"I am a dude," Goldberg boldy reveals. "I don’t have a lot of overlapping interests with most women my age. I’m really into history. I’m really into markets and finance. I don’t know a damn thing about beauty, but I don’t need to." Yet if that sounds like the statement of a man who assumes women his age aren't "interested" in markets and finance -- and that what he deems women's true interests are somehow beneath him -- that conclusion is upended later when he says that women "understand this industry better than a lot of Wall Street media analysts." But then when you think maybe he's aiming for something meatier, on a site that he insistently "didn’t want pink everywhere," he describes his vision of "a thousand articles a day" on "every topic that young women care about -- all their favorite shows, all their favorite celebrities, all their favorite fashion brands, every news story that’s relevant to them." So, to be clear: Young women care about celebrity, shopping and news, in that order. Later in the piece, he expands on that theme, unflatteringly to both sexes. "If you told nine guys to sit down in a waiting room in a dental office, they’ll probably start talking about sports," he says. "For women, there’s twenty things it could be. 'I like your earrings. Where did you get them?' Or someone sees a People magazine and talks about Amanda Bynes. It could be —someone mentions Zumba, and 'Oh, I’ve been thinking of doing that.'" He adds that "Men, to the best of my knowledge, don’t even read." And he explains the site's name, noting "the common thread between women in the professional world and stay-at-home moms" is that "They’re very busy. There’s always bustle in their lives." He also says, of the word's other, restrictive clothing connotation, "It’s also a type of old-fashioned dress accessory. I did not know that. I know now." On Twitter Monday, Goldberg seemed pleased with the piece, and when Rachel Sklar asked him directly about the bizarre accompanying photo, he genially noted, "Team of professional photographers came to house and staged hundreds of pictures."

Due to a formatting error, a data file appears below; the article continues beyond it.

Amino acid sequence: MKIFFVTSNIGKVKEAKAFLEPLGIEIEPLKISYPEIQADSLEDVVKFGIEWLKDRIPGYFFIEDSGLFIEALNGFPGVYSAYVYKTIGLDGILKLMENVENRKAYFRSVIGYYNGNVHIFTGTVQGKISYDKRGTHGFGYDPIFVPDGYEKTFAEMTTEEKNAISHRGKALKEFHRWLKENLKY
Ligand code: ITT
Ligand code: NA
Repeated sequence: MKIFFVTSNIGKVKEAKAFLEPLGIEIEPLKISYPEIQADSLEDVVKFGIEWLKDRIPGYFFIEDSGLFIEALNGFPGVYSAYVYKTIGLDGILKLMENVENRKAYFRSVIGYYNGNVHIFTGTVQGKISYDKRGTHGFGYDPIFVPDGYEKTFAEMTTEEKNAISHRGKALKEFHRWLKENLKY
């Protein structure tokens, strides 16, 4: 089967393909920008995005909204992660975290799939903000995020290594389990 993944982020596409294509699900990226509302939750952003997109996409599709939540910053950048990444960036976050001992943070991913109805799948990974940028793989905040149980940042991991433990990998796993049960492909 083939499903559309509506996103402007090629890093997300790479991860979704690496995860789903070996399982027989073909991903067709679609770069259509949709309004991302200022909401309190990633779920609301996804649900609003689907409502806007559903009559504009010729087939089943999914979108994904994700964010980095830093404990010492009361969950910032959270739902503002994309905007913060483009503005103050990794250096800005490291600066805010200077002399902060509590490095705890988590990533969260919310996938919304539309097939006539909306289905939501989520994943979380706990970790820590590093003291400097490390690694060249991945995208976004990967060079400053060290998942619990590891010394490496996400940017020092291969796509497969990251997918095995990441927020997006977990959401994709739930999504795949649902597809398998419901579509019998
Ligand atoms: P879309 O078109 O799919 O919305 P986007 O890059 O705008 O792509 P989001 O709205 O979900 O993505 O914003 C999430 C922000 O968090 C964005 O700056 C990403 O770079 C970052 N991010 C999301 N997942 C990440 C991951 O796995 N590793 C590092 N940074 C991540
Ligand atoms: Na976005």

In the feature, Goldberg says that he wishes  he'd reached out more to "the feminist community," admitting, "Honestly, nothing would have been more helpful here than for some highly regarded feminist writers to say, 'Bryan’s a good person.'" Perhaps if he had, he would have received that "He's a good person" endorsement he currently wishes for. Perhaps not. But it's a good bet someone would have told him it's not a great feminist statement to use a woman's body as a sexy prop in a photo shoot, like it's a Robin Thicke video or something. Yet that image seems to beautifully illustrate the sentiments contained within the feature itself. The women Goldberg surrounds himself with – both as workers and readers – seem to exist to him to reinforce his particular vision of the world, not influence or challenge it. They're just the decoration, like his "vintage globe, watercolor paintings, and mod yellow couch from Macy’s."

Mary Elizabeth Williams

Mary Elizabeth Williams is a staff writer for Salon and author of "A Series of Catastrophes & Miracles."

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Bryan Goldberg Bustle Feminism Media Criticism